J. L. BELL is a Massachusetts writer who specializes in (among other things) the start of the American Revolution in and around Boston. He is particularly interested in the experiences of children in 1765-75. He has published scholarly papers and popular articles for both children and adults. He was consultant for an episode of History Detectives, and contributed to a display at Minute Man National Historic Park.

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Tuesday, May 30, 2006

Nathanael Greene: published at last

This weekend the Rhode Island Historical Society will celebrate the publication of the thirteenth and final volume of the Papers of General Nathanael Greene with a festive (and fundraising) dinner featuring David McCullough, author of 1776.

Publishing the complete papers of any significant historical figure is a long undertaking—thirty-four years in Greene's case. It usually requires government funding, exacting standards, and management skills. At some point, I understand, participants start to suspect that the project will never end. So the RIHS deserves to feel proud about bringing this ship into port.

Unfortunately, Greene's papers shed limited light on the biggest mystery of his career: how he vaulted from being just one of several founders of the Kentish Guards militia company to being named general of the Rhode Island troops early in the siege of Boston. In that position he gained the respect of George Washington, and the rest was history.

The first volume of the Greene Papers does contain a marvelous example of eighteenth-century American spelling standards in the form of his orders for 14 Aug 1775, as transcribed by an unknown company captain into an orderly book:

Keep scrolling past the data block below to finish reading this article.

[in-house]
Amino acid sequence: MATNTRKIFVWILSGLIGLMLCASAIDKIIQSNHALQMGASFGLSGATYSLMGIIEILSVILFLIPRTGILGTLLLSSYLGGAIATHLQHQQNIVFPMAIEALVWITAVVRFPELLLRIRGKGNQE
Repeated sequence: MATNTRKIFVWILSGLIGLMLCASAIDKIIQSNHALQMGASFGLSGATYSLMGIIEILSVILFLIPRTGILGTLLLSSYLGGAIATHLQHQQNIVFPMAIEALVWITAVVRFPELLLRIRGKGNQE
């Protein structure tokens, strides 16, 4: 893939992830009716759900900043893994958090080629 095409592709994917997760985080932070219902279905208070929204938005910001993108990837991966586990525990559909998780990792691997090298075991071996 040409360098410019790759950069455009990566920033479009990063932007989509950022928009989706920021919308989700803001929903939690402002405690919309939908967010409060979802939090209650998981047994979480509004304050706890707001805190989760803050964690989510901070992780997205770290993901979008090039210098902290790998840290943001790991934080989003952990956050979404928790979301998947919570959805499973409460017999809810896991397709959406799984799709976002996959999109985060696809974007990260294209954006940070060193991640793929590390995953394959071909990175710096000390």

The Camp Coloman of Each Ridgment to Clean the Spears three times a week against there Several alarm posts. The Corl are Requested to see it Don. There appears to be a Grate negtlect of the people Reparing to the Neserys agreeable to General orders but to Void there Exerments about the field pernishously and Dont fill the Vaults that are Dug as Directed by his Excelentsy. As the healths of the Camps is greatly Dangred by these Neglects it is Recomended to the ofisers of the Several Ridgments to pay due attention to futer transgresion and Let the Transgresor be ponished with the Utmost Severity. Generals Lee Gard to be furnished with Camp Cittels and to Draw provisions by them selves. The Cort marshal for Coln mansfield is agorned tomorow at 9 Clock as appointed in General orders. The Cort and the partis are to attend at the time and place appinted. Coln Gridly to Draw out a fetege party and to widen and Depen the Ditches Round these Linds at Lest 2 feet and from glaised 16 or 18 inches higt.
Got that?

1 comment:

J. L. Bell said...

David Kinghorn alerts me (via the Revlist) that the Providence Journal is running a series of articles about Rhode Island's native son.